The standard solution to this problem is to add two keys to your ATS dictionary:
This works as follows:
iOS 10 honours
iOS 9 ignores
NSAllowsArbitraryLoadsInWebContent, but honours
older versions of iOS do not include ATS
IMPORTANT The presence of
NSAllowsArbitraryLoadsInWebContentcauses iOS 10 to ignore
NSAllowsArbitraryLoads. This results in best practice security on iOS 10 while maintaining compatibility with iOS 9.
Note This behaviour is called out in the ATS documentation, which says:
If you add [
NSAllowsArbitraryLoadsInWebContent] to your
Info.plistfile, then, irrespective of the value of the key, ATS ignores the value of the
To support older versions of iOS and macOS, you can employ this key and still manually configure ATS. To do so, set this key’s value to YES and also configure the
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Quinn “The Eskimo!”
Apple Developer Relations, Developer Technical Support, Core OS/Hardware
let myEmail = "eskimo" + "1" + "@apple.com"
Thanks Eskimo for answering. This is exactly what I do as I read the documentation but I think you miss the point of my question. Davem (below) got the point however. Can you confirm that this will trigger an App Review justification? If this is the case, I would like to know if I can justify this by saying I am following Apple's recommendation and there are no other way to do it for iOS 9? Thanks again!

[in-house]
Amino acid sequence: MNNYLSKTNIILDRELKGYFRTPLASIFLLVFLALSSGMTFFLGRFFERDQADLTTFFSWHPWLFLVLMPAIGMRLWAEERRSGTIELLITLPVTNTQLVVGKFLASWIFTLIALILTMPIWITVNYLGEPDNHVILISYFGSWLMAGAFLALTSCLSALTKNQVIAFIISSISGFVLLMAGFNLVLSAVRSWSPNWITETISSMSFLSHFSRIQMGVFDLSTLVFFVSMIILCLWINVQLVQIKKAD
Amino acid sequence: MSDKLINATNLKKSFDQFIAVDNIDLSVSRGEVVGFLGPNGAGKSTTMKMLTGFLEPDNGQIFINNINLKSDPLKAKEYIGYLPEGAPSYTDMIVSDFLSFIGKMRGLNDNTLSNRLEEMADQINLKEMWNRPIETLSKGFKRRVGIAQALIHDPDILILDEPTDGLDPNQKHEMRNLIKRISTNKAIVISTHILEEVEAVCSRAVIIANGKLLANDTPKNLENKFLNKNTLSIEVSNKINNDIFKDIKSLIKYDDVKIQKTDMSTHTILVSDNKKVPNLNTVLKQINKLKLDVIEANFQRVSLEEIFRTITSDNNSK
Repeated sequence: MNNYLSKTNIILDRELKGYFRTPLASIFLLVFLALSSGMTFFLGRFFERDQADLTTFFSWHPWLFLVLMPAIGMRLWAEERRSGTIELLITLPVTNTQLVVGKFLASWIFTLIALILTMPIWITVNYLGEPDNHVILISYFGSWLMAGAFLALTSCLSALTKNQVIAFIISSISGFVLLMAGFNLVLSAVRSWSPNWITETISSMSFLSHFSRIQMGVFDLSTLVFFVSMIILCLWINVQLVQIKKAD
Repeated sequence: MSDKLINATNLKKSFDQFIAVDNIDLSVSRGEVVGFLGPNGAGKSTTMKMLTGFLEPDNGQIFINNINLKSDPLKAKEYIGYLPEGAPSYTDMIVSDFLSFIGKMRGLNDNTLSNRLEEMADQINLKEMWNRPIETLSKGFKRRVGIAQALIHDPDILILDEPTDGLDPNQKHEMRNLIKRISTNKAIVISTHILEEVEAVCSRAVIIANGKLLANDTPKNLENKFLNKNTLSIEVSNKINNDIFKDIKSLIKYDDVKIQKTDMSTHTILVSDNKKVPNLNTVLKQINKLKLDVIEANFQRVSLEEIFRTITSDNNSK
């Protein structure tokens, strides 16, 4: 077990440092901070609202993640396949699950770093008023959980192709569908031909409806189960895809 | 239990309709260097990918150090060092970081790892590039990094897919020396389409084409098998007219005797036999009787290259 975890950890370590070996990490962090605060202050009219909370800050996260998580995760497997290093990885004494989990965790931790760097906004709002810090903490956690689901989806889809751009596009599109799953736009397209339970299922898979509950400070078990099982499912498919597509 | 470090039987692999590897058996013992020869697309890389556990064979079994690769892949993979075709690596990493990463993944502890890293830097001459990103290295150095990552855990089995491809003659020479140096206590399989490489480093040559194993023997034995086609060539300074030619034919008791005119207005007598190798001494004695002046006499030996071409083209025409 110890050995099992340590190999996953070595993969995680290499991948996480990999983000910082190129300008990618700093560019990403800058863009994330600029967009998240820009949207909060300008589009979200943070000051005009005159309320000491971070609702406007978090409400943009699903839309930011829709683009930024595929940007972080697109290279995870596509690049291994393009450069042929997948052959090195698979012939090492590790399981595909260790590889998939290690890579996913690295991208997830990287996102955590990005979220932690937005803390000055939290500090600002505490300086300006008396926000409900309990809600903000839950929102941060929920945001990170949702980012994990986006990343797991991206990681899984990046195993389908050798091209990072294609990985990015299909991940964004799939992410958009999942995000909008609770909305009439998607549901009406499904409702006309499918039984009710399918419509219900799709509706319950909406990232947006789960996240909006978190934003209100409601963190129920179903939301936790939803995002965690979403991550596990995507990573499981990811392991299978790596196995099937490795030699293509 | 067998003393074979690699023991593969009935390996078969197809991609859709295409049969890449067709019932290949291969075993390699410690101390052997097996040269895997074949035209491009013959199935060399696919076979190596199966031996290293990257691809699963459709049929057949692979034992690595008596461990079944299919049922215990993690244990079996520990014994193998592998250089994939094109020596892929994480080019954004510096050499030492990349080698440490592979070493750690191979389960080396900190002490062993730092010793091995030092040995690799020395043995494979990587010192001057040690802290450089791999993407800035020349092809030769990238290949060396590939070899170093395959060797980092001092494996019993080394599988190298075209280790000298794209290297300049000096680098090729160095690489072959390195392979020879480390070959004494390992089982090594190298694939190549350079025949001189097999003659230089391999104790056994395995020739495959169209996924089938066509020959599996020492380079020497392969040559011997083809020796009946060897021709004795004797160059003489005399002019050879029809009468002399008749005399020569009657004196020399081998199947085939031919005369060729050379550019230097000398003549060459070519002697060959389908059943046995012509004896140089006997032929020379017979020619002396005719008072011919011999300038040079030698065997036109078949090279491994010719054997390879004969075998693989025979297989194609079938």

Note that Apple just updated their documentation on ATS & App Reviews to note that NSAllowsArbitraryLoadsInWebContent itself will trigger additional justification: https://developer.apple.com/library/content/documentation/General/Reference/InfoPlistKeyReference/Articles/CocoaKeys.html
So you will be facing additional app review scrutiny no matter the situation if you use NSAllowsArbitraryLoadsInWebContent.